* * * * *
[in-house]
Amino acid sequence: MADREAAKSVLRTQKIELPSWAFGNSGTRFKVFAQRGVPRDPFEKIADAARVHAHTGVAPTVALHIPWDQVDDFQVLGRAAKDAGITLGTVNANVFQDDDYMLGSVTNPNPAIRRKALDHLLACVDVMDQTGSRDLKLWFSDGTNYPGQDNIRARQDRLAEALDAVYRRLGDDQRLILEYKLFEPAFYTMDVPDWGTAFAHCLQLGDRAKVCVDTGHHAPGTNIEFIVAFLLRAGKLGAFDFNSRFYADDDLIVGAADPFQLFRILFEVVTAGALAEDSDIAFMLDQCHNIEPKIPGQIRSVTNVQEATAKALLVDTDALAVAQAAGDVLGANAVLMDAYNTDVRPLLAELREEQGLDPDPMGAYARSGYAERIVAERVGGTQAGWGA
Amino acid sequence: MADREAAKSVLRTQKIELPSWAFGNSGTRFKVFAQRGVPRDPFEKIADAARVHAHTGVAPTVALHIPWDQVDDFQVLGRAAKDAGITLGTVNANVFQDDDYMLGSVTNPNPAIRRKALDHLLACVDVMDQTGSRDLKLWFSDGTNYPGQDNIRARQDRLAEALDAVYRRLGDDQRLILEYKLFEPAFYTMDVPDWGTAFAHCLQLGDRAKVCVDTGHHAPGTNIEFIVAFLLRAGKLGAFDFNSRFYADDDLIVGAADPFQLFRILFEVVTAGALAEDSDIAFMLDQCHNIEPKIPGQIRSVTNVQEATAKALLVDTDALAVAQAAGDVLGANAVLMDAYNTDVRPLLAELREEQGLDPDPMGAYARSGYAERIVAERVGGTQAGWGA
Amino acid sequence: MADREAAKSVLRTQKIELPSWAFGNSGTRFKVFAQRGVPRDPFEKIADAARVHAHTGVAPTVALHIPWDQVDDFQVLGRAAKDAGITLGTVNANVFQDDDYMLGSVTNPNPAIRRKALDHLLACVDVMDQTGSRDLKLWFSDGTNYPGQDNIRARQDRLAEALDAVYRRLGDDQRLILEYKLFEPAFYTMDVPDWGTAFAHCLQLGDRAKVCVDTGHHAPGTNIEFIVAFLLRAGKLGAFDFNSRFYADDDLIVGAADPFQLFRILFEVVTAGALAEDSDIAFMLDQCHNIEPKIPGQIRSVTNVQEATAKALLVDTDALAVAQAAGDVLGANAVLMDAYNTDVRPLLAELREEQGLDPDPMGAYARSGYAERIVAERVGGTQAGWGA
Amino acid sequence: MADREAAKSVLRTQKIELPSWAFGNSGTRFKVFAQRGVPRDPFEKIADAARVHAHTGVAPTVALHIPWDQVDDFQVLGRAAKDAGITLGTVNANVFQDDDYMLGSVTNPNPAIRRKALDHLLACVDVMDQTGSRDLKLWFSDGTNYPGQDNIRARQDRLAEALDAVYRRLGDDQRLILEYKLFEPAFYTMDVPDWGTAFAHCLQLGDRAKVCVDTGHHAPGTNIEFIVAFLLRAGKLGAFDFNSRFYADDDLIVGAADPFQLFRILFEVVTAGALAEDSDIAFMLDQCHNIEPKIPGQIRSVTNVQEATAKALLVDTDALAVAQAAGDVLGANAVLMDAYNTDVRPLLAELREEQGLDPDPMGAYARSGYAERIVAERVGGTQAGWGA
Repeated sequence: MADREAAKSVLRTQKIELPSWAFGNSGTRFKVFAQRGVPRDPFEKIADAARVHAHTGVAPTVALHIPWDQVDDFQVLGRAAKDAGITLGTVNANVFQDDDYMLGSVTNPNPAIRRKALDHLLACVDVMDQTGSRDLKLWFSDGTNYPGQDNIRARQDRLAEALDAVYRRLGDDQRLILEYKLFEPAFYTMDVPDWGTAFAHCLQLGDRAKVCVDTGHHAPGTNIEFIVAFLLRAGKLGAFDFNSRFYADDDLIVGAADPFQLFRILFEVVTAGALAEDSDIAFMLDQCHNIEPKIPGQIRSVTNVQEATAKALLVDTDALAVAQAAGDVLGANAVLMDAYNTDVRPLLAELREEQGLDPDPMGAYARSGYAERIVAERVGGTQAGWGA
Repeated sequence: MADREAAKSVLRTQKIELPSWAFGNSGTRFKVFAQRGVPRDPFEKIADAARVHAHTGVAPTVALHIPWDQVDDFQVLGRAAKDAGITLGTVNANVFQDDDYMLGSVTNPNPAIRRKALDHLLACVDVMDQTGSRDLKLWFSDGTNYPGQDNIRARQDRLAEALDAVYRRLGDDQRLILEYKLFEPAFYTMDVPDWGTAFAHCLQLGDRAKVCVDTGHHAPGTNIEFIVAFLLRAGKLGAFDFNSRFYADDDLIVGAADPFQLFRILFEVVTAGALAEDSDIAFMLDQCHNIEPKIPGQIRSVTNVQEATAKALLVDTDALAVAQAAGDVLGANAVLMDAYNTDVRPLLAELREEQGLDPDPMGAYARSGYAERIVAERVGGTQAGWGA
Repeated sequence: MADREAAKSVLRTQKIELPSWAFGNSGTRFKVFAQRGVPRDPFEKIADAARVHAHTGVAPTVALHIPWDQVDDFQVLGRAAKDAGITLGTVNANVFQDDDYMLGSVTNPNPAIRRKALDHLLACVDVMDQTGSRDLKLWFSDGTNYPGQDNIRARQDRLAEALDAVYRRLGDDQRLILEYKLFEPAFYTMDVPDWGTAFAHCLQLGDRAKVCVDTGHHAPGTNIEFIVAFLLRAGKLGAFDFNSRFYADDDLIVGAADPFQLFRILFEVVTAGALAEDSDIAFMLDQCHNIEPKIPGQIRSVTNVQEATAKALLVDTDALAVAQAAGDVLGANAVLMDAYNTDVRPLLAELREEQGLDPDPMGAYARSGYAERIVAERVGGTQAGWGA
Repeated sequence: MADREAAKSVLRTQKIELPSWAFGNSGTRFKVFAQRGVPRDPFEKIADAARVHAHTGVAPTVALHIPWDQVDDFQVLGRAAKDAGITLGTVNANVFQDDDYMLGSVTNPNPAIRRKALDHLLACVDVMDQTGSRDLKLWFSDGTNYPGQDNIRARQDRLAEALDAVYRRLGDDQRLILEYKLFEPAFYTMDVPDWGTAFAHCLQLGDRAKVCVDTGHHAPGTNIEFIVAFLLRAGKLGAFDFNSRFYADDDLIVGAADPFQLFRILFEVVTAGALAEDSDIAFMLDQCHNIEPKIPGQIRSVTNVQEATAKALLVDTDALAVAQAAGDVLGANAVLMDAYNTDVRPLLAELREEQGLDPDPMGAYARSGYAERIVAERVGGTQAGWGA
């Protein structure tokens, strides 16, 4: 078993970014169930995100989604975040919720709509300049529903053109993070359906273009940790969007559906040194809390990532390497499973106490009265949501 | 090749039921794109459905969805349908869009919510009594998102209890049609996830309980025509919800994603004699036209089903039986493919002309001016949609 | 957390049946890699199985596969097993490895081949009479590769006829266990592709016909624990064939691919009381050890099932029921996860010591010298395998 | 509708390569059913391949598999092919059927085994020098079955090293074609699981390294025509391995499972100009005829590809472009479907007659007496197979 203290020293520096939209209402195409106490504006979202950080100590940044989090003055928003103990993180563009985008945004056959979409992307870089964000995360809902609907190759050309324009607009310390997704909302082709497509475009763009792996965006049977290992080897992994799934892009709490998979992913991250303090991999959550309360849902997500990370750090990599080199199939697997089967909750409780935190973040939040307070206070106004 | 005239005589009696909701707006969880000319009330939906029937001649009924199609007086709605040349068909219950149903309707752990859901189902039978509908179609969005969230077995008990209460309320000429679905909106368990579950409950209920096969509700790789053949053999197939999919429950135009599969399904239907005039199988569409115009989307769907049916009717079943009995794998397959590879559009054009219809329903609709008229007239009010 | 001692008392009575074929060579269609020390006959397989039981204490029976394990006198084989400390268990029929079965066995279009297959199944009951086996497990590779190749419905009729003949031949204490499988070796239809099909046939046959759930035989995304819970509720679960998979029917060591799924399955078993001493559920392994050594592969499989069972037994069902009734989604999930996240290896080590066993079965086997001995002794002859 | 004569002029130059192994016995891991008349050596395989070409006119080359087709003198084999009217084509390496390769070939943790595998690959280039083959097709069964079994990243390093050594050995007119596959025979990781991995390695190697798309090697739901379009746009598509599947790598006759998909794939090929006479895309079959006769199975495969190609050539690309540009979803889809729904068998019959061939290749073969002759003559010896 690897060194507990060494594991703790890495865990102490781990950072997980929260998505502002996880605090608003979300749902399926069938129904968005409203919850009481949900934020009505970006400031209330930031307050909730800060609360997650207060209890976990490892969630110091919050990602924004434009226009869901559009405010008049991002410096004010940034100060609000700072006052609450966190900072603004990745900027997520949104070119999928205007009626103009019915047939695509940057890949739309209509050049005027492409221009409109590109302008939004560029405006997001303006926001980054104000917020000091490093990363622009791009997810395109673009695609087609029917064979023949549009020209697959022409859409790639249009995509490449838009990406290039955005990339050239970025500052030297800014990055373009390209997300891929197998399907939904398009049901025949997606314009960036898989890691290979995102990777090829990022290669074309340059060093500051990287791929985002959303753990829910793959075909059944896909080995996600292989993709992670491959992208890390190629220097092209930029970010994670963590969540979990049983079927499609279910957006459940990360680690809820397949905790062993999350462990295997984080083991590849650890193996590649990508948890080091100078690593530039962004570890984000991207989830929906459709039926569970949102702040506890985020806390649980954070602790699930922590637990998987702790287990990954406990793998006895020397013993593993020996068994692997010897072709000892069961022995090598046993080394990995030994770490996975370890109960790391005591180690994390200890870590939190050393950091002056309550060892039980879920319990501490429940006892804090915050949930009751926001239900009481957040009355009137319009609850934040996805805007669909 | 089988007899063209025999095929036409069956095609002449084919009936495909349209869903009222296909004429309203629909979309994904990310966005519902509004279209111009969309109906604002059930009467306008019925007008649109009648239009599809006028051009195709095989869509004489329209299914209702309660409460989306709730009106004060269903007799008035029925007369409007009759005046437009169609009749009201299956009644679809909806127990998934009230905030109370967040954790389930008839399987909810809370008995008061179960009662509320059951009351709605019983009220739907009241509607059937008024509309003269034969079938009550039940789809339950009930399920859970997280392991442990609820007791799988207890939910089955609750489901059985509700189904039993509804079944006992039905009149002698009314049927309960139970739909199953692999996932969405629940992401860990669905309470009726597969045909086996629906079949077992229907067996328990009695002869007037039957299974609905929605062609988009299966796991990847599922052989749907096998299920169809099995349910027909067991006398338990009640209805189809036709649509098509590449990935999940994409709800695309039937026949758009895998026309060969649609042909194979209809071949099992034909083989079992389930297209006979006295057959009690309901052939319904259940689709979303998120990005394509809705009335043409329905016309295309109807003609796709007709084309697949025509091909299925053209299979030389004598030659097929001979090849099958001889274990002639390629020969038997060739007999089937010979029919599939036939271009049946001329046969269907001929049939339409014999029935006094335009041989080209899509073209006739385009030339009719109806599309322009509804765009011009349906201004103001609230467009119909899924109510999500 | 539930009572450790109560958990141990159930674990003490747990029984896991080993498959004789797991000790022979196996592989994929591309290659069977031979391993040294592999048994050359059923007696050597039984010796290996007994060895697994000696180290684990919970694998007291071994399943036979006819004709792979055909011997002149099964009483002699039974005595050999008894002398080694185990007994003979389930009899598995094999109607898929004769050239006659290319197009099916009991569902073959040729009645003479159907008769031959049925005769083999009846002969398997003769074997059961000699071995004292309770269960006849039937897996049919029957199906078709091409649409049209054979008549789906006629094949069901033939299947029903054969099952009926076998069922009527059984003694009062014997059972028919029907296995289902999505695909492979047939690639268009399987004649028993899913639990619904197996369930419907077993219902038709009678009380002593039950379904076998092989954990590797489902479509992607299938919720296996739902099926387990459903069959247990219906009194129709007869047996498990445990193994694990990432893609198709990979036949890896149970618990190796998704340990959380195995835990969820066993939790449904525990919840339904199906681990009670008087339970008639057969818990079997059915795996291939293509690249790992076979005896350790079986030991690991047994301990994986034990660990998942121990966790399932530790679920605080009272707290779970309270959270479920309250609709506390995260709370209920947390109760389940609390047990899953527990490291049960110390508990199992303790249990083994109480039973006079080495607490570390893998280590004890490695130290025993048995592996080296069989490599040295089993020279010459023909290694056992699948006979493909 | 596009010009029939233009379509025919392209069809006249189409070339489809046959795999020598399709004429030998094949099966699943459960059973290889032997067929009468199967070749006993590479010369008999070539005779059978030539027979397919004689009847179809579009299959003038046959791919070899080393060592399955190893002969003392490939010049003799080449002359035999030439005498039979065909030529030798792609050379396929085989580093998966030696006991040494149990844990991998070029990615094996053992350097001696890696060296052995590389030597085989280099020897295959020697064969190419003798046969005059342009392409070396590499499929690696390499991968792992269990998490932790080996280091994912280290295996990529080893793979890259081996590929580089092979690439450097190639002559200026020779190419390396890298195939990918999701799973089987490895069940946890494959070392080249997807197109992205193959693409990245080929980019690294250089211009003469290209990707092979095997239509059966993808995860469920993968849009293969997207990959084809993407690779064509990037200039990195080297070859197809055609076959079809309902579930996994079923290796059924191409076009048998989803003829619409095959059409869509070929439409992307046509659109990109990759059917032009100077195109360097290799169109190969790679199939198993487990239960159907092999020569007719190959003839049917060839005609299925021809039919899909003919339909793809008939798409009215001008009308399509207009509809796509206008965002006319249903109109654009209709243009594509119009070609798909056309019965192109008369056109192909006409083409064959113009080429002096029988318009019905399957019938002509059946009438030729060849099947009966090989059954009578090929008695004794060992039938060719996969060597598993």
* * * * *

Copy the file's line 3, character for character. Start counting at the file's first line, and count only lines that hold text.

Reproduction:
Amino acid sequence: MADREAAKSVLRTQKIELPSWAFGNSGTRFKVFAQRGVPRDPFEKIADAARVHAHTGVAPTVALHIPWDQVDDFQVLGRAAKDAGITLGTVNANVFQDDDYMLGSVTNPNPAIRRKALDHLLACVDVMDQTGSRDLKLWFSDGTNYPGQDNIRARQDRLAEALDAVYRRLGDDQRLILEYKLFEPAFYTMDVPDWGTAFAHCLQLGDRAKVCVDTGHHAPGTNIEFIVAFLLRAGKLGAFDFNSRFYADDDLIVGAADPFQLFRILFEVVTAGALAEDSDIAFMLDQCHNIEPKIPGQIRSVTNVQEATAKALLVDTDALAVAQAAGDVLGANAVLMDAYNTDVRPLLAELREEQGLDPDPMGAYARSGYAERIVAERVGGTQAGWGA